This book on events-related research marks a watershed in the development of a "Nordic School" of festival and event research. Each of the chapters presents a new and interesting approach to the study of events, in terms of methods, perspectives or content. It is mostly rooted in management theory but also incorporating other perspectives that enhance our understanding of the phenomena. Implications for real-world applications in tourism, hospitality, and community development are also at the fore. The scholarship is comprehensive, not focused on only tourism or economic aspects. Management theory, including stakeholder management, social networks, and institutionalization processes is being applied. Attention is being given to the multiple roles festivals and events play in society, and to evaluation of their worth and impacts. Innovative methods are being developed to examine event experiences, innovation processes, and success factors.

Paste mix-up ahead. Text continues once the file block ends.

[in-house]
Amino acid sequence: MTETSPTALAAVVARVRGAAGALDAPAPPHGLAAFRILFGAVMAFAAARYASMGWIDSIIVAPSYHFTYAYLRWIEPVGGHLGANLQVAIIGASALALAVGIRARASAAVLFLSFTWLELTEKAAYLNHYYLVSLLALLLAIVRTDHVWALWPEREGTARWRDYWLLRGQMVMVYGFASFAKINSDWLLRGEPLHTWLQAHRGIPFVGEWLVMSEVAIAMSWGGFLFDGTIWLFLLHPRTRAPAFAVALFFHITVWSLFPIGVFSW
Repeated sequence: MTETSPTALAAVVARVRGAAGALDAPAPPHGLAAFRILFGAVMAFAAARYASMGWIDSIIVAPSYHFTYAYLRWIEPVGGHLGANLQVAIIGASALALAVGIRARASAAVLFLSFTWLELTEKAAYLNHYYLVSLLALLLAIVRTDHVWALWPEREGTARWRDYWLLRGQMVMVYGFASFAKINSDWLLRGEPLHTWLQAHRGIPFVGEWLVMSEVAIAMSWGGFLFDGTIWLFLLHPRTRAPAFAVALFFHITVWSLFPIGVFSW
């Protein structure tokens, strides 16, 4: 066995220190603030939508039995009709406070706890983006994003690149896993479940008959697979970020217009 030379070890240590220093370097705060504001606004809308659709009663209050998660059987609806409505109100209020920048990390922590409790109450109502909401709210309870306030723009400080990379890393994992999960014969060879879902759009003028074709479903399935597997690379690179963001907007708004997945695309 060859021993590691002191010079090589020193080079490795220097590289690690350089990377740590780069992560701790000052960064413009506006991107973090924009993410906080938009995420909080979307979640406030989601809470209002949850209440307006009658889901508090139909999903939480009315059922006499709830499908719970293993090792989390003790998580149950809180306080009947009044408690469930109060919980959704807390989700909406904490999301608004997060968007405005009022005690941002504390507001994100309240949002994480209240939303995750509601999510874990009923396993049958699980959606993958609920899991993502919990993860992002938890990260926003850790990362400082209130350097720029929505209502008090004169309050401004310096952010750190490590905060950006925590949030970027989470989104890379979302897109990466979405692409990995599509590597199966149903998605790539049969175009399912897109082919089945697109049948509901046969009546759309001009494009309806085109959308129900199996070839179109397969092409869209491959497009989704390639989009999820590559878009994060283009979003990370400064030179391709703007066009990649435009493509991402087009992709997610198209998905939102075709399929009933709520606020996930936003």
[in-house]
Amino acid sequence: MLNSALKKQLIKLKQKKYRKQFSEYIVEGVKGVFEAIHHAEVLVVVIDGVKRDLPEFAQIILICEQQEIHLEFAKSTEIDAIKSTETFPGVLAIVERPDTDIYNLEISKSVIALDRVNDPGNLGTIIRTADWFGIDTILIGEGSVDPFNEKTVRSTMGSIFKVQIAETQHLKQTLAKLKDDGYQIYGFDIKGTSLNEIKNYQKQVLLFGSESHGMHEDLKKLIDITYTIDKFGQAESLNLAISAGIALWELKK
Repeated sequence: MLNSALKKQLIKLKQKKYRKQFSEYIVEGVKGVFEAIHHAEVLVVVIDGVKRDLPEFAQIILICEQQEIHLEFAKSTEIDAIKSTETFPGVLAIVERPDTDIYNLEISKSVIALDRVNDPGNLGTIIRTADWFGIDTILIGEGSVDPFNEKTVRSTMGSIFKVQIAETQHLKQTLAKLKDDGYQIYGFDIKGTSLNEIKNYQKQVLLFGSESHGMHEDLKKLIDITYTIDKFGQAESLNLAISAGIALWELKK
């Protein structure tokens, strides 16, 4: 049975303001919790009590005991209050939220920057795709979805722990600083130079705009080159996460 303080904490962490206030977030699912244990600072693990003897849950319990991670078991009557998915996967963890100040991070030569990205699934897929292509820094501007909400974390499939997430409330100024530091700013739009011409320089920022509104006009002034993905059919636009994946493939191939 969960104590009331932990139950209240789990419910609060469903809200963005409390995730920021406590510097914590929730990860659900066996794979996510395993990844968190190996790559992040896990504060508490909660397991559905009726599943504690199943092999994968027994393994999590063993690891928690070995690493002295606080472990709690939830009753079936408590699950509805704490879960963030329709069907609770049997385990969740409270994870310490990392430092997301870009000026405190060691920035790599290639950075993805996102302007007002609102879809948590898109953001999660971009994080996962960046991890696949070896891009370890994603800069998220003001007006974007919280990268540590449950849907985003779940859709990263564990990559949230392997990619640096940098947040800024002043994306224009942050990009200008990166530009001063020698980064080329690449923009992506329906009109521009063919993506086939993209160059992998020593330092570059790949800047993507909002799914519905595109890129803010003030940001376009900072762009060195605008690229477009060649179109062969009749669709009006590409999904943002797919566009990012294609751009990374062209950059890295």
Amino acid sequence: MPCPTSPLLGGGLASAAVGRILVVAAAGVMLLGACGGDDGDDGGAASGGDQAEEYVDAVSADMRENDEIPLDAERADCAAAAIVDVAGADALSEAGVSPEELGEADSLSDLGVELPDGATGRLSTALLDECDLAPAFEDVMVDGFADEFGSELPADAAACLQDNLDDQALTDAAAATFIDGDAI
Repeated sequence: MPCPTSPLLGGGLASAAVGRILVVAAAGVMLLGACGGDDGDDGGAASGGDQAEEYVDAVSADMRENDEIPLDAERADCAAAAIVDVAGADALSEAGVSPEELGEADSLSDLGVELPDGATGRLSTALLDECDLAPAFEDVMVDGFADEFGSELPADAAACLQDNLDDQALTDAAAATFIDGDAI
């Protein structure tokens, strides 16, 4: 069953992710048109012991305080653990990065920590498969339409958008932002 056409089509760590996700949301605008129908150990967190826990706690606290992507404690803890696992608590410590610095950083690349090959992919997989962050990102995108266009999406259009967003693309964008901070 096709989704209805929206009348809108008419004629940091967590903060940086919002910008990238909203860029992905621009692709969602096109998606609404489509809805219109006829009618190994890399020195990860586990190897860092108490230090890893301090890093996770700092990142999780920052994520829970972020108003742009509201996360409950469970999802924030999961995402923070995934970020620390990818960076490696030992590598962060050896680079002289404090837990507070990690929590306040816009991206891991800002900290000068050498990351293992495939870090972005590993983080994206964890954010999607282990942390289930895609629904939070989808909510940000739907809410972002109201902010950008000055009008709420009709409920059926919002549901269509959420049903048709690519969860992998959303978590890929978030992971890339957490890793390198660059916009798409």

There is now a critical mass of scholars in the Nordic countries that share a strong interest in event studies, and they are engaged in collaborative research, making it an appealing and innovative region for other event students and researchers to visit. It can be expected that the Nordic school will take an increasingly important place in the development of event studies, which is now truly global in terms of scholarship and university degree programs. This book was originally published as a special issue of Scandinavian Journal of Hospitality and Tourism.